It’s not just a question of a good or bad year any longer—the decline in the quality of American movies has been precipitous for about two decades now. At least as depressing is the extent to which our screens have become increasingly off-limits for interesting work from abroad. All the feel-good drivel gets here quick enough, but the distribution of more-demanding fare like Angelopoulos’s Eternity and a Day—Palme d’or or not—becomes a cliff-hanger thing. Parisian audiences are currently lining up for Hou Hsiao-Hsien’s Flowers of Shanghai. But the Momus the Times sent to review it at the New York Film Festival was not partial to its subtleties. And that in itself seems to mean that those flowers may never get delivered here in a proper release. What’s more, unless you’re a frequent flier, it doesn’t look as if you’ll be able to get acquainted with the considerable oeuvre of the great Portuguese director Joao Cesar Monteiro—he’s an unknown quantity here.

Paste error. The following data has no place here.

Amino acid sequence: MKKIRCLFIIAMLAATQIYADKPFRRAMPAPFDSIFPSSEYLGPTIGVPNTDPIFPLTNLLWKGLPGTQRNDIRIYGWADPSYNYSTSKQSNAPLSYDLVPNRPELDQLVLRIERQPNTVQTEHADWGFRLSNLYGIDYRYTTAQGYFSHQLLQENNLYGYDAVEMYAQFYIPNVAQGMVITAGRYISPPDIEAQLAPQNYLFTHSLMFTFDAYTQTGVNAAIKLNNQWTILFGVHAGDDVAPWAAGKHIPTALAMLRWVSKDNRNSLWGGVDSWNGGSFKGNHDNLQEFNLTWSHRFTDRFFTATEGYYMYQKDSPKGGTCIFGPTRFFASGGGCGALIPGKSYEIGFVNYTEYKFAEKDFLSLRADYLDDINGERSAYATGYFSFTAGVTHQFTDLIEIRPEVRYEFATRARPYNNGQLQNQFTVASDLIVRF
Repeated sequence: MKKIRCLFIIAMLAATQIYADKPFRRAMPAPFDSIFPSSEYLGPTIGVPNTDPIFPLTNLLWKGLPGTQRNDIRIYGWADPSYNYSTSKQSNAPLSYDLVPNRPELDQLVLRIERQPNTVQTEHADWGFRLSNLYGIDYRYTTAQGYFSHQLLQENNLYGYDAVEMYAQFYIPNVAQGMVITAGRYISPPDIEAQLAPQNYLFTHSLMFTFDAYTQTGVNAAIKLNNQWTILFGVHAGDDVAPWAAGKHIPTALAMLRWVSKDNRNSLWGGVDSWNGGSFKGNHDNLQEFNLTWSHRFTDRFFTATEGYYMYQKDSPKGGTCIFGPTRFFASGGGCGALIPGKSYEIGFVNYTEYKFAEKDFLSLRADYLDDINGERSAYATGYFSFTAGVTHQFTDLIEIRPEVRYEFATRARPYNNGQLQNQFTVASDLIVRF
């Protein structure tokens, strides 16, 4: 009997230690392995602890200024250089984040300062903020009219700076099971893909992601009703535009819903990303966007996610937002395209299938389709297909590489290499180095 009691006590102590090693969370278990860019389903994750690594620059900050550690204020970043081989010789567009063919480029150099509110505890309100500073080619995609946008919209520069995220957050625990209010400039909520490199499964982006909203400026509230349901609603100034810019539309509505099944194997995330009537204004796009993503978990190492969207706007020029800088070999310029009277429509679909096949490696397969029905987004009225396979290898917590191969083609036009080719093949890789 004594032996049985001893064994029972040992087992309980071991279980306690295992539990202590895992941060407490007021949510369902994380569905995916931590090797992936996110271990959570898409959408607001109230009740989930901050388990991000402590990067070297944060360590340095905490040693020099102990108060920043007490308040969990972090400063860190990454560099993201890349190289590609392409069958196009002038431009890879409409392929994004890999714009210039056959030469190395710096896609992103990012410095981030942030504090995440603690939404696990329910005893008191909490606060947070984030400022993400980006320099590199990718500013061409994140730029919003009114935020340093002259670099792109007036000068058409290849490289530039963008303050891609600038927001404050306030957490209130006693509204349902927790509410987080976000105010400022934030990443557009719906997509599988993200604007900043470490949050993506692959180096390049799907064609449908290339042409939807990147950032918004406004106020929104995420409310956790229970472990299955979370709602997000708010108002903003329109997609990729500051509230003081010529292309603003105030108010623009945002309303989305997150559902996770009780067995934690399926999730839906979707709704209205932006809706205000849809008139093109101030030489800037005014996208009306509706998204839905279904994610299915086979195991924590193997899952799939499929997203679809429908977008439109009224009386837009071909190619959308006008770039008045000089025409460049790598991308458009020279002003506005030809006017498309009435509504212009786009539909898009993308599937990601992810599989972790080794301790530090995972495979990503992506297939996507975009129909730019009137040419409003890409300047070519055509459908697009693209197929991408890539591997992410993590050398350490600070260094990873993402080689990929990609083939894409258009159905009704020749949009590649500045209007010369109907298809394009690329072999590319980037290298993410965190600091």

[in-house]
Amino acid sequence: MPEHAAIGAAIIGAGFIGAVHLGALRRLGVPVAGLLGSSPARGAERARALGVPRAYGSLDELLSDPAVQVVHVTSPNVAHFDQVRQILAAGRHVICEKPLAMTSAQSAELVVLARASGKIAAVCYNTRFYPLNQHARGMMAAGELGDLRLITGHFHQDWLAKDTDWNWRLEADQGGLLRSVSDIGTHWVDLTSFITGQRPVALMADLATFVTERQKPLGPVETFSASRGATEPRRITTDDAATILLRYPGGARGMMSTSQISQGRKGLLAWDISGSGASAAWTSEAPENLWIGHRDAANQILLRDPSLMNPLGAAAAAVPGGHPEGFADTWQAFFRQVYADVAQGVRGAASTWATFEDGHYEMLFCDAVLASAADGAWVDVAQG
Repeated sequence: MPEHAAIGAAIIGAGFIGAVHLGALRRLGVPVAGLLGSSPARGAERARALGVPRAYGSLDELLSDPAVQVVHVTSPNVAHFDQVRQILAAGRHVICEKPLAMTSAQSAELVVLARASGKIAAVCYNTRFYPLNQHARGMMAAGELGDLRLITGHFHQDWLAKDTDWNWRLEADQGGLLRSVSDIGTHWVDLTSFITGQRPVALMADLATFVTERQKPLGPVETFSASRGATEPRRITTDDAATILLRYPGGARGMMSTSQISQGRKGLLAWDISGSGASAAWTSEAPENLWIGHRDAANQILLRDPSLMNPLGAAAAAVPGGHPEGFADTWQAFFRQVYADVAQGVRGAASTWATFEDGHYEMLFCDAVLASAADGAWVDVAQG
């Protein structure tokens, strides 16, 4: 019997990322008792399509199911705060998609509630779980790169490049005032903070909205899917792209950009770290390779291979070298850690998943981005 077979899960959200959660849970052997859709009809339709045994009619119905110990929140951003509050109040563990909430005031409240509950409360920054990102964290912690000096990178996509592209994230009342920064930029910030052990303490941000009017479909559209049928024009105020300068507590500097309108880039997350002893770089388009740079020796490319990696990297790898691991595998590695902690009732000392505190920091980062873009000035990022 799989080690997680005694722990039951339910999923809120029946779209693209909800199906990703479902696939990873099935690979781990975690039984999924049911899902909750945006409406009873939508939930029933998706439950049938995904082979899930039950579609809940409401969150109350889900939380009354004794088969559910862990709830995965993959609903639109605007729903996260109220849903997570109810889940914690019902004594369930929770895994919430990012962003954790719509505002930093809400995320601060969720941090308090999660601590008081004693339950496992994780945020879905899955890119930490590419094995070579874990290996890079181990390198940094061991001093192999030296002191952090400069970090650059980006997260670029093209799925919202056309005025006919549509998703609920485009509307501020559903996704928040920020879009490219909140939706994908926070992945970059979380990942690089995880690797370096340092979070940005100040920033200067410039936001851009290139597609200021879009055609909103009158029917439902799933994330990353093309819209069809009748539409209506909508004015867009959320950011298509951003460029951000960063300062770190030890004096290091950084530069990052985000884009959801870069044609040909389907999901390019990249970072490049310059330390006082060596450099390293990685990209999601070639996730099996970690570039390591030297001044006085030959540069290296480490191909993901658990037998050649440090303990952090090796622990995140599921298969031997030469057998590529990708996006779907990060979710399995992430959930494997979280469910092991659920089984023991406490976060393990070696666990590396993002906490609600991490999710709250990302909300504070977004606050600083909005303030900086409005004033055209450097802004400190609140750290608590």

In alphabetical order:
The Butcher Boy
Caresses (Ventura Pons)
The Eel (Shohei Imamura)
Hallelujah! Ron Athey: A Story of Deliverance (Catherine Gund Saalfield)
The Hanging Garden
I Went Down
Mrs. Dalloway (Marleen Gorris)
The reconstructed Touch of Evil
Read other Voice critics’ 1998 favorite film lists.